Tambo Colorado is one of Peru's most underrated archaeological sites. This centuries-old burial site, extremely well-preserved in its bone-dry setting, was discovered beneath the sand dunes by Peruvian archaeologist Julio Tello in 1925. Dating back to the 15th century, Tambo Colorado, or Pucahuasi in Quechua (Huasi means "resting place," and puca means "red," after the color of the stone from which it was built), is thought to have been an important Inca administrative center for passing traffic on the road to Cusco. It was also where Inca runners waited to relay messages. With runners waiting at similar stations every 7 km (4¼ miles) or so, messages could be passed from one end of the country to the other in just 24 hours.
The site comprises several sections laid out around a large central plaza. Notice that the plaza's distinctive trapezoid shape is reflected throughout the site—look for trapezoid windows and other openings—and thought to have been an earthquake-proofing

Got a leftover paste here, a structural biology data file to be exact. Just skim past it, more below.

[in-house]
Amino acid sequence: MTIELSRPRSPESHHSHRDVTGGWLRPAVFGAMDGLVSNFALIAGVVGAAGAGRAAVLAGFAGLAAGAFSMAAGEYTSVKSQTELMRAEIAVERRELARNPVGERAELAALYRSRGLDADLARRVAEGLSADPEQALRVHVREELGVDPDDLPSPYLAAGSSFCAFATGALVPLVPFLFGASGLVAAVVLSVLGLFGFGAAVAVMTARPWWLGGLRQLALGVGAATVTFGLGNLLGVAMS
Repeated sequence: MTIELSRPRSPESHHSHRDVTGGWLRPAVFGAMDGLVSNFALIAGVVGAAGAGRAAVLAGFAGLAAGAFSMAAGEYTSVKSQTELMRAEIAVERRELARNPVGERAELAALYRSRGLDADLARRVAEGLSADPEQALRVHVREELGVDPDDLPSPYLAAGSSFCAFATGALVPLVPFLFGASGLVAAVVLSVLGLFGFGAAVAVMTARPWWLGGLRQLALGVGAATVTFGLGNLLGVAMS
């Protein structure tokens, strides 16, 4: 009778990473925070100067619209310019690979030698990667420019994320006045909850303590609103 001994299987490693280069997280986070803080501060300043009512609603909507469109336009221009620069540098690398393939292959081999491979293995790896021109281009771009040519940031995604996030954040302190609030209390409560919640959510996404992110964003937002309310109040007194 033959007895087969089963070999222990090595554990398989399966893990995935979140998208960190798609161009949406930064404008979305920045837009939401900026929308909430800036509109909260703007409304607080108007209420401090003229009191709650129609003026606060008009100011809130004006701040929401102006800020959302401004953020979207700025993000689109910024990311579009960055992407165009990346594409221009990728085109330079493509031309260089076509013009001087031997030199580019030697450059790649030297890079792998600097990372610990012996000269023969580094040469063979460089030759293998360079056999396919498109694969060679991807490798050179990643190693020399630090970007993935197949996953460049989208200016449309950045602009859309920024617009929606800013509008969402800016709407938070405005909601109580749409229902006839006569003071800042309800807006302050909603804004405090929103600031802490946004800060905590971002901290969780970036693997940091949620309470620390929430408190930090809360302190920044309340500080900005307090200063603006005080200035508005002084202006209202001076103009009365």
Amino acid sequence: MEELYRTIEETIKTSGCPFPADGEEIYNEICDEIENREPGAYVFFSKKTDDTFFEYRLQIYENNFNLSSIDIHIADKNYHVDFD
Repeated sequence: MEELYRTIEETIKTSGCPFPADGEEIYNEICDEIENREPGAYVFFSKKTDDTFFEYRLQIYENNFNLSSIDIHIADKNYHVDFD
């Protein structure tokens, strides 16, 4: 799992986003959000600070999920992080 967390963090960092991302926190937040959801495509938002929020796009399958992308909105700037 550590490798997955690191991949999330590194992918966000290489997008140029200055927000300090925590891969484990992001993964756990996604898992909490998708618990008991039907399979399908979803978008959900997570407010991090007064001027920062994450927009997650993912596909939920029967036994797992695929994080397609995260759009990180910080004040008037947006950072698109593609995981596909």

measure, necessary in this extremely volatile region. The site has withstood the test of time, but that hasn't stopped generations of visitors from etching personalized graffiti into its walls. A small museum here has some of Julio Tello's original finds, including funeral fards (burial cocoons), dating from 1300 BC to AD 200 and wrapped in bright cotton and wool textiles embroidered with detailed patterns. Some skulls showed evidence of trepanation, a sophisticated medical procedure involving the insertion of metal plates to replace sections of bone broken in battles where rocks were used as weapons. Samples from Tello's original dig are also on display at the Museo Julio Tello near Paracas.